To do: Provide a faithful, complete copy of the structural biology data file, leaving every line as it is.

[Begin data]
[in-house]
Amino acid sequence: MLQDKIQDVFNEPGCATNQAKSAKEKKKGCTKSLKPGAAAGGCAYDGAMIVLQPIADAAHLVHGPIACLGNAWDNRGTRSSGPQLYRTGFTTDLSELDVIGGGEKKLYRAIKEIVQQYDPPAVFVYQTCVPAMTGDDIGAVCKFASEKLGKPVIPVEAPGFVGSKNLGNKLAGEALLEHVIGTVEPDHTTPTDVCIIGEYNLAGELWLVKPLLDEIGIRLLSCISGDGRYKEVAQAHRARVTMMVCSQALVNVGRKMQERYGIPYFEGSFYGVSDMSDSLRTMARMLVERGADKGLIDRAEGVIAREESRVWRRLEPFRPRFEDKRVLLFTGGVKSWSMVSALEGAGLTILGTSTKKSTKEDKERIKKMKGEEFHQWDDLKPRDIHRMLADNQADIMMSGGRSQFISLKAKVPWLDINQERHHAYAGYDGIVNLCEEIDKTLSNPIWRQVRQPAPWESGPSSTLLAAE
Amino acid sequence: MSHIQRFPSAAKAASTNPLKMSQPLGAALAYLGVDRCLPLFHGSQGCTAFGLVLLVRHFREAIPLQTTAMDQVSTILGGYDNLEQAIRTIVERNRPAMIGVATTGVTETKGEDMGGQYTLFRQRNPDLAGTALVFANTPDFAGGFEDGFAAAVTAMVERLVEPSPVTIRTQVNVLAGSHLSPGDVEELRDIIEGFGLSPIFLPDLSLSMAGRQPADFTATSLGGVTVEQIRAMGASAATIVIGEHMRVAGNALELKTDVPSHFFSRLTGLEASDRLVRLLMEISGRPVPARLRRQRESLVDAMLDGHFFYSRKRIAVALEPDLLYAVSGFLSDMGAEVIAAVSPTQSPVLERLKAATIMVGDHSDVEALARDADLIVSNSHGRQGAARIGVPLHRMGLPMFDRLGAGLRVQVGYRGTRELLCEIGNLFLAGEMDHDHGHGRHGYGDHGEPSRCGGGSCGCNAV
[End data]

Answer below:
[in-house]
Amino acid sequence: MLQDKIQDVFNEPGCATNQAKSAKEKKKGCTKSLKPGAAAGGCAYDGAMIVLQPIADAAHLVHGPIACLGNAWDNRGTRSSGPQLYRTGFTTDLSELDVIGGGEKKLYRAIKEIVQQYDPPAVFVYQTCVPAMTGDDIGAVCKFASEKLGKPVIPVEAPGFVGSKNLGNKLAGEALLEHVIGTVEPDHTTPTDVCIIGEYNLAGELWLVKPLLDEIGIRLLSCISGDGRYKEVAQAHRARVTMMVCSQALVNVGRKMQERYGIPYFEGSFYGVSDMSDSLRTMARMLVERGADKGLIDRAEGVIAREESRVWRRLEPFRPRFEDKRVLLFTGGVKSWSMVSALEGAGLTILGTSTKKSTKEDKERIKKMKGEEFHQWDDLKPRDIHRMLADNQADIMMSGGRSQFISLKAKVPWLDINQERHHAYAGYDGIVNLCEEIDKTLSNPIWRQVRQPAPWESGPSSTLLAAE
Amino acid sequence: MSHIQRFPSAAKAASTNPLKMSQPLGAALAYLGVDRCLPLFHGSQGCTAFGLVLLVRHFREAIPLQTTAMDQVSTILGGYDNLEQAIRTIVERNRPAMIGVATTGVTETKGEDMGGQYTLFRQRNPDLAGTALVFANTPDFAGGFEDGFAAAVTAMVERLVEPSPVTIRTQVNVLAGSHLSPGDVEELRDIIEGFGLSPIFLPDLSLSMAGRQPADFTATSLGGVTVEQIRAMGASAATIVIGEHMRVAGNALELKTDVPSHFFSRLTGLEASDRLVRLLMEISGRPVPARLRRQRESLVDAMLDGHFFYSRKRIAVALEPDLLYAVSGFLSDMGAEVIAAVSPTQSPVLERLKAATIMVGDHSDVEALARDADLIVSNSHGRQGAARIGVPLHRMGLPMFDRLGAGLRVQVGYRGTRELLCEIGNLFLAGEMDHDHGHGRHGYGDHGEPSRCGGGSCGCNAV